1887
Volume 19, Issue 1
  • ISSN 1387-6740
  • E-ISSN: 1569-9935
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Abstract

This paper examines how life story books were used in two care settings in the UK for people with complex support needs. The context of the research was the transition of six people from a long stay hospital to a community home. Discourse analysis was used to analyse talk and texts in the care settings including staff interviews, meetings and the written text in the life story books themselves. Three uses of the books are highlighted in the analysis. They were used as a resource for: getting to know the person; defining the person; and displaying personality and uniqueness. Mutual identities of the various participants were constantly changing with reference to the life story books. It is suggested that the books encourage acceptance in the care relationships. The analysis demonstrated that despite the different uses of the life story books, highlighted by the care staff, there is an underlying assumption that what is written in the books is a direct representation of the person. It appears that once this type of information is committed to paper the identity of the person becomes reified.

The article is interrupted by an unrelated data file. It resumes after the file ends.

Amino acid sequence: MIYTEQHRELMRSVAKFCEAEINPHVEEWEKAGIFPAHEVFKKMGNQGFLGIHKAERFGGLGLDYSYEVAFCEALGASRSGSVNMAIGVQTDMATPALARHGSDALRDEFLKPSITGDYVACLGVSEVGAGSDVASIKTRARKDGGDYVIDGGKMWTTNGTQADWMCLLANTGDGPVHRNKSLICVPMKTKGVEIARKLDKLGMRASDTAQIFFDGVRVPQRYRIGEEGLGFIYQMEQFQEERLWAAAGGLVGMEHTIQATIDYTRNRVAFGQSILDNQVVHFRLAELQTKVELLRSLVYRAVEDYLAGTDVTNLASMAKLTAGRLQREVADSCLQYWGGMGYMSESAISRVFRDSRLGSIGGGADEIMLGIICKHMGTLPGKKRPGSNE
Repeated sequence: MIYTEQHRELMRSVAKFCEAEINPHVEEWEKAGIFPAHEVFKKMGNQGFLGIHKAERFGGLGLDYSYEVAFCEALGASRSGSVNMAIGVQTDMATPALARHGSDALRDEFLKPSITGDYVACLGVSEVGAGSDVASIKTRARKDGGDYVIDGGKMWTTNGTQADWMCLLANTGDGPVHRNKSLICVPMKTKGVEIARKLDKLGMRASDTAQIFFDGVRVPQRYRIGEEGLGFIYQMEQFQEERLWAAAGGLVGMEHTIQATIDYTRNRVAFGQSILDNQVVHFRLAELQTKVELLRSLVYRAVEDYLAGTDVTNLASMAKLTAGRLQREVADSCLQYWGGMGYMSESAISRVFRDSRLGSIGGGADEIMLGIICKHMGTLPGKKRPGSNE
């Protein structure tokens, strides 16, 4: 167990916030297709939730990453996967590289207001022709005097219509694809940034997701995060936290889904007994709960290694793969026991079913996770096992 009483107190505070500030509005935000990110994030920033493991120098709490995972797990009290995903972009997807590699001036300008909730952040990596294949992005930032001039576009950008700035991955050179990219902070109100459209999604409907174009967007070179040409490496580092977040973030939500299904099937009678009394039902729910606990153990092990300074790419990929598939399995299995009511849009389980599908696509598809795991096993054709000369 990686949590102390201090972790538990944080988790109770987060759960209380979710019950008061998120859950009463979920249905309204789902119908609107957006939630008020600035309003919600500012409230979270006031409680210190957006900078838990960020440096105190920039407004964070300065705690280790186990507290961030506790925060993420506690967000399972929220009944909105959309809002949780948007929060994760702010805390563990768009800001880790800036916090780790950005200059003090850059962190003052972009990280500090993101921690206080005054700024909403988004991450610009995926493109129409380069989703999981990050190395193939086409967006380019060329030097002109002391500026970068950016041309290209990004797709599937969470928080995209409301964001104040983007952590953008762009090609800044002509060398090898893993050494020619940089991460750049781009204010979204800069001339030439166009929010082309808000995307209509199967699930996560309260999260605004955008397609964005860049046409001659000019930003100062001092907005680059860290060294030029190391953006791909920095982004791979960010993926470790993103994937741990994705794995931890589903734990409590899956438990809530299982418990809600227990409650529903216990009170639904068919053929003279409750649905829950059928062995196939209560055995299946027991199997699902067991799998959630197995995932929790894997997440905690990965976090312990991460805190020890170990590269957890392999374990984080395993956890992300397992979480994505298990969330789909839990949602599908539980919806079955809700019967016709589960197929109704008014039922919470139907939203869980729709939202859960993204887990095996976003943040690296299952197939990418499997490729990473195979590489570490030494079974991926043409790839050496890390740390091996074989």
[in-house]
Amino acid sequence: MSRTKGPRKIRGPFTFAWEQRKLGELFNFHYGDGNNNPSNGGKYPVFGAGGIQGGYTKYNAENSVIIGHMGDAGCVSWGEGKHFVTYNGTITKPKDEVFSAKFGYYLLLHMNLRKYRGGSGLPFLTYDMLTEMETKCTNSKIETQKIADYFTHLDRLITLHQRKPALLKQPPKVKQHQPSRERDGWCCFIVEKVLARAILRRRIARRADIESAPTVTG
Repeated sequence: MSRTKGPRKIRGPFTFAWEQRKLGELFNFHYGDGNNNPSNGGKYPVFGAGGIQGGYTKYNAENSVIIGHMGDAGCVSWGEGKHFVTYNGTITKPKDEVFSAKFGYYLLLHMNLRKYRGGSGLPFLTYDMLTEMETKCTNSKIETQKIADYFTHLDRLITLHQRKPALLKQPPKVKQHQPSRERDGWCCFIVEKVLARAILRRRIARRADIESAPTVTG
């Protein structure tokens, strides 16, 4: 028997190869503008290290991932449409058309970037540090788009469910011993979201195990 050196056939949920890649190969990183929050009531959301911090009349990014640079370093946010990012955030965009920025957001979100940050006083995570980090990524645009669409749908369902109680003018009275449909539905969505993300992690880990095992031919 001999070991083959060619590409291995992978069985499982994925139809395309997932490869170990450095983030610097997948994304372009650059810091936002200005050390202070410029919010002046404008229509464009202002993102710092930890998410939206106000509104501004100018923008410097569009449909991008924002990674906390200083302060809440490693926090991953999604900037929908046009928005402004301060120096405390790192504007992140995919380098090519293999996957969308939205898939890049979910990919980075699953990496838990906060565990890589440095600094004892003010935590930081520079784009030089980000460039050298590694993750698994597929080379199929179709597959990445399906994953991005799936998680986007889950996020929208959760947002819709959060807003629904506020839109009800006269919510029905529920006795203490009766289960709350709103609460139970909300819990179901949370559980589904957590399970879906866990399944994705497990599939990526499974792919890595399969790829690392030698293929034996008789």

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/content/journals/10.1075/ni.19.1.08moy
2009-01-01
2019-09-15
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References

http://instance.metastore.ingenta.com/content/journals/10.1075/ni.19.1.08moy
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  • Article Type: Research Article
Keyword(s): discourse analysis , identities , intellectual disabilities and life story
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